A report published in the British Journal of Sports Medicine on research carried out in Australia claims that every hour of TV watched after the age of 25 may shorten your lifespan by 22 minutes.
So, if you believe the assertion, anyone who spends a lifetime average of watching three hours a day can expect to lose around three years.
According to one of the report’s authors, Dr Lennert Veerman, from the School of Population Health at the University of Queensland, it puts long hours spent in front of the television “in the same ballpark as smoking and obesity”.
“While smoking rates are declining, watching TV is not, which has implications at a population level,” he said.
But is television really that bad for us?
Looking a bit deeper into the story there are a couple of things that might help to explain the headlines.
Firstly, it is the lack of exercise that would appear to be the problem here, not watching television per se. Several hours a day sitting reading or working on a computer would presumably produce the same results. And television time can be balanced out with exercise – I suppose you could even do both at the same time.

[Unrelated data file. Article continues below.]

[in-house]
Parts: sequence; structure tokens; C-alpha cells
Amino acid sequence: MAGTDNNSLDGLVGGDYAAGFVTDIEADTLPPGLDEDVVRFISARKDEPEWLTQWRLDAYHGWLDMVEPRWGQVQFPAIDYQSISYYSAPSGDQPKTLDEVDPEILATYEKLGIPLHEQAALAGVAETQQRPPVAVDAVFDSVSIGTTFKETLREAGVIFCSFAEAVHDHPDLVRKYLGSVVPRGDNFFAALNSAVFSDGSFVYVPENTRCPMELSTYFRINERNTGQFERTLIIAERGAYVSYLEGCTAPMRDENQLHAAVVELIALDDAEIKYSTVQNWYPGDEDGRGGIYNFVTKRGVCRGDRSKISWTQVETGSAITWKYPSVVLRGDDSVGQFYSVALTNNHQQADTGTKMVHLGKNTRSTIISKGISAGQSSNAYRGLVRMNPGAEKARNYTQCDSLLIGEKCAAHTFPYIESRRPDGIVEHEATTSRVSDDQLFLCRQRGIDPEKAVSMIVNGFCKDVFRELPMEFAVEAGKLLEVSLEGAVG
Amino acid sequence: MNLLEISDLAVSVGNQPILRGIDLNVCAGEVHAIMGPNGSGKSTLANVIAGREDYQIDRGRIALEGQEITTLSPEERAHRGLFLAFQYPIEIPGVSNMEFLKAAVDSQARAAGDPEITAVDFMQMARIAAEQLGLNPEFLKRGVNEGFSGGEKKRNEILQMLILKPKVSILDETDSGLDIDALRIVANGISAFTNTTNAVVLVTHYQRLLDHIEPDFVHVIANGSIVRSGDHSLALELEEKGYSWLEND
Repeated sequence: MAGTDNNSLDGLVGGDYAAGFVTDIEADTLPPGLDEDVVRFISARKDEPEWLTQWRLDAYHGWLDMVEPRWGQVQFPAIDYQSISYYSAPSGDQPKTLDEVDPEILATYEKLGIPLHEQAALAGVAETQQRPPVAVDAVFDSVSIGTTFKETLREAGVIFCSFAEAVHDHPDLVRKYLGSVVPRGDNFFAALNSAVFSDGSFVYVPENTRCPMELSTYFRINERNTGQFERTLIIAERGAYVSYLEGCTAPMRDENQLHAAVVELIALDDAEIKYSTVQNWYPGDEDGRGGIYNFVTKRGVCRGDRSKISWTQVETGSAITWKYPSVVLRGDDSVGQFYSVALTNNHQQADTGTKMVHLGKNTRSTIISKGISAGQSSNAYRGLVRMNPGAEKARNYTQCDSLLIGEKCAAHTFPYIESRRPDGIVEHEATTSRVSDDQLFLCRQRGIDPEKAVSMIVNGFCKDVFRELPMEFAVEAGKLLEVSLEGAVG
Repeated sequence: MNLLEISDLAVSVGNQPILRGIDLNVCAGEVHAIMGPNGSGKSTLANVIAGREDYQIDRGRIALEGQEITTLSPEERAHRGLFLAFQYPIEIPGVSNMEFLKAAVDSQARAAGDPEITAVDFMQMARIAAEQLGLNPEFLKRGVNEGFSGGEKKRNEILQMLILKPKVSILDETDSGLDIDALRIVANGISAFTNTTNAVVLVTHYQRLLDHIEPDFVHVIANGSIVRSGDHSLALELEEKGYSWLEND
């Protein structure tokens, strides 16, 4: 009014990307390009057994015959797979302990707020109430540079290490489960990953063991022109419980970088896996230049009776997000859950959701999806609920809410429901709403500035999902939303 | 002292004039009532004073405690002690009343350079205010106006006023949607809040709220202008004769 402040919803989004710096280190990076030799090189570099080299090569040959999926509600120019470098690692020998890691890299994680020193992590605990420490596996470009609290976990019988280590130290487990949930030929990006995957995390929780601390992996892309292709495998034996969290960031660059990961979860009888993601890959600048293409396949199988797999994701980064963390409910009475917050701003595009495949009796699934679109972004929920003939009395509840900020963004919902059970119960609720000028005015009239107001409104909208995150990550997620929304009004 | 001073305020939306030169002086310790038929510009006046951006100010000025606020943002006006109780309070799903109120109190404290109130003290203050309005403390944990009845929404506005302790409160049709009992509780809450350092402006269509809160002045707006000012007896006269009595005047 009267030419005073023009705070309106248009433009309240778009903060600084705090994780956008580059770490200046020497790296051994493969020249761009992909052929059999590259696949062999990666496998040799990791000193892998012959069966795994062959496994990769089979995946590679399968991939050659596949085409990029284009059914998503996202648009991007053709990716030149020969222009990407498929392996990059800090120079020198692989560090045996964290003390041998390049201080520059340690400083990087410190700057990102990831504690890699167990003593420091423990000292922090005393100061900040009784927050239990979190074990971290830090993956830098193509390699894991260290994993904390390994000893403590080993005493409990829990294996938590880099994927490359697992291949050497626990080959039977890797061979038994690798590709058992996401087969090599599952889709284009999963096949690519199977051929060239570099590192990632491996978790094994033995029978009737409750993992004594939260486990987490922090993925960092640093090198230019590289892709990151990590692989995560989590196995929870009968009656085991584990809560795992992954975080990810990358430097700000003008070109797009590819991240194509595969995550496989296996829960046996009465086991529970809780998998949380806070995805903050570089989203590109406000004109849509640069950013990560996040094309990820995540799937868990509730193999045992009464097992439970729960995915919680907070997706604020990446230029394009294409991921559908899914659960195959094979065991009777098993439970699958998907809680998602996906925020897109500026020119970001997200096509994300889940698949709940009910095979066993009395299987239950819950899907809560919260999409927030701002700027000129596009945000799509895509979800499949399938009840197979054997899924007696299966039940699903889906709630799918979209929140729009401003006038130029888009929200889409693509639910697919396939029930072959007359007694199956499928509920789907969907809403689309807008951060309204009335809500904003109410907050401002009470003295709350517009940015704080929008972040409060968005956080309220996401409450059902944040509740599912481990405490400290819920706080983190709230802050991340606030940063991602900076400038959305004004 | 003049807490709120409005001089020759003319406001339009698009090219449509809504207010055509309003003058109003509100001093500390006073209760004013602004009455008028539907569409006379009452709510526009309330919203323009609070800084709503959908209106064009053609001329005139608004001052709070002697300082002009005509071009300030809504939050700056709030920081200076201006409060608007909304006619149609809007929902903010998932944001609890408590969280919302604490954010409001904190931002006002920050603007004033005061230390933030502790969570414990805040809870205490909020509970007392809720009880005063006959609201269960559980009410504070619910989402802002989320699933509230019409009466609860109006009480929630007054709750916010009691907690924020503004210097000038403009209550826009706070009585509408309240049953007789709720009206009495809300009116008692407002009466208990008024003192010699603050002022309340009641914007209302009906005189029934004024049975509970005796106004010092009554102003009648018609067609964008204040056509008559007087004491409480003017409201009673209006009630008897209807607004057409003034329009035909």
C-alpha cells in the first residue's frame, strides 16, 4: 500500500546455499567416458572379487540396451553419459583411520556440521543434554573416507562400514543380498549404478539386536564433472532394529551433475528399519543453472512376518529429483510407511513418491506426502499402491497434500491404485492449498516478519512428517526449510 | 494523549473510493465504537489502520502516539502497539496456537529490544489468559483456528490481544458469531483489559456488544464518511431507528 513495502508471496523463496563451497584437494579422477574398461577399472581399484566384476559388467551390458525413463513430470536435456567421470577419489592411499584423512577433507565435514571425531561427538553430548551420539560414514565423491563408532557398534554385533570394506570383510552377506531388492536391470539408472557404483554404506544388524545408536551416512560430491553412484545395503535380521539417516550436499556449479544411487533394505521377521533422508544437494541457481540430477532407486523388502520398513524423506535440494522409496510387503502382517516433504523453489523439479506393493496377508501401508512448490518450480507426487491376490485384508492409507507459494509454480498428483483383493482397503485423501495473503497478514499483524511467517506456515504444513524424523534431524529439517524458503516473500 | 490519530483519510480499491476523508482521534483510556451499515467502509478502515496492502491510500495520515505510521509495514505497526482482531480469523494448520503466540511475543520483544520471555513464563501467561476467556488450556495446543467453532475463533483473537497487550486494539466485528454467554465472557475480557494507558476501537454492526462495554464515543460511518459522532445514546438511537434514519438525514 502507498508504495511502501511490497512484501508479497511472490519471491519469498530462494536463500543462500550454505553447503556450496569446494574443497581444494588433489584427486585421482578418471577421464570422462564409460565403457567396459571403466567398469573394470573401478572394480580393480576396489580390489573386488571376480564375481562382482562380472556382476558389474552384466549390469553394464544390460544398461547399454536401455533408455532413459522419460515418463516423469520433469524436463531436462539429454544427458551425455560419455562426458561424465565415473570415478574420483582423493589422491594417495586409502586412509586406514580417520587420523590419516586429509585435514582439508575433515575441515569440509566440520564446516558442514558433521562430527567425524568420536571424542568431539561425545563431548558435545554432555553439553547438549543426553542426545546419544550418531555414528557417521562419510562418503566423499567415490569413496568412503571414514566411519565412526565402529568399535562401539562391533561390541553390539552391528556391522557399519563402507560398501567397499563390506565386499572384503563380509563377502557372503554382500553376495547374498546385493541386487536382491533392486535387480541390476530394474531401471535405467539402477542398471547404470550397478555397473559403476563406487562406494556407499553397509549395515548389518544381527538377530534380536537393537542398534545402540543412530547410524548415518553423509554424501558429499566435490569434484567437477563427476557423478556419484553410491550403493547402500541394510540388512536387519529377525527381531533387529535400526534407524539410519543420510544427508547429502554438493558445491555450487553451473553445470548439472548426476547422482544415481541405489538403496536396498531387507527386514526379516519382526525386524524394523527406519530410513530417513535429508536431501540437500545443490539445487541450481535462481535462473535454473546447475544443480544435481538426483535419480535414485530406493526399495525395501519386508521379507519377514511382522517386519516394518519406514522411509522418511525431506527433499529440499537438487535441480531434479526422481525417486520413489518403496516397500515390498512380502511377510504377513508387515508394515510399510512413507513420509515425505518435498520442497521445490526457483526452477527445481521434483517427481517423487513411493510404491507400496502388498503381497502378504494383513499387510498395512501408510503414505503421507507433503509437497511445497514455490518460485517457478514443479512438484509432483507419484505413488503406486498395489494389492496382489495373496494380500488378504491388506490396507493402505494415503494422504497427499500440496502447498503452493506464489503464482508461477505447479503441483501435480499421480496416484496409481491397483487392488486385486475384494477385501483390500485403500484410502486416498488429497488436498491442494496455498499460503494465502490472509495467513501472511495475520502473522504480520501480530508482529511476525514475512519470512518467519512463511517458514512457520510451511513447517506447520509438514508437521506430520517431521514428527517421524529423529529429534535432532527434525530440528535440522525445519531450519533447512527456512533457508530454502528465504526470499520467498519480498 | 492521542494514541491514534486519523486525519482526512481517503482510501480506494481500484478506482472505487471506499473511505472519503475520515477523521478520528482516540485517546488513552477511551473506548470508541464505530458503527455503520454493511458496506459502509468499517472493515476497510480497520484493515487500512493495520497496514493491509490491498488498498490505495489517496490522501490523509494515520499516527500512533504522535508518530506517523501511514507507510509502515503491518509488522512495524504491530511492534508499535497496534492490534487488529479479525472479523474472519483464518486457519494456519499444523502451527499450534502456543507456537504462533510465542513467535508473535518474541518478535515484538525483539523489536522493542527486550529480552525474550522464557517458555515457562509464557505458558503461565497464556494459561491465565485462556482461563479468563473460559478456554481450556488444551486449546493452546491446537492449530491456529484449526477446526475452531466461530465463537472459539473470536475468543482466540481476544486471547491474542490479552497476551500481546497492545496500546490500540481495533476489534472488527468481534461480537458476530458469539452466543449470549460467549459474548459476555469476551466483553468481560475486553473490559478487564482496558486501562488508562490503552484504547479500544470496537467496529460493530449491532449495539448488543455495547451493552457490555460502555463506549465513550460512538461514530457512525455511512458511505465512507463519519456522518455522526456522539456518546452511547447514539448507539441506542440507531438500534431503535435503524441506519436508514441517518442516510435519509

There could be other factors too. Anyone watching excessive amounts of tv may well snack on unhealthy foods as they do so, and would also be less likely to cook healthy meals. So diet could play a part in the overall picture.
The second issue is confusion between cause and effect and correlation; something that seems to be creeping into many newspaper reports of late.
People whose mobility is affected by illness or disability, or those who choose sedentary lifestyles, may well watch more television than average. And their life expectancy may be shorter than average in the first place. So there is a connection between watching a lot of TV and lower life expectancy – but that is very different from proving that one causes the other.
An example: it is easy to observe that drivers use their windscreen wipers when it rains. The more cars you will see with the wipers on, the heavier the rain. So does this prove that using windscreen wipers causes rain? I think not.
Watching excessive television can’t be said to be good for you. But it certainly doesn’t kill you either.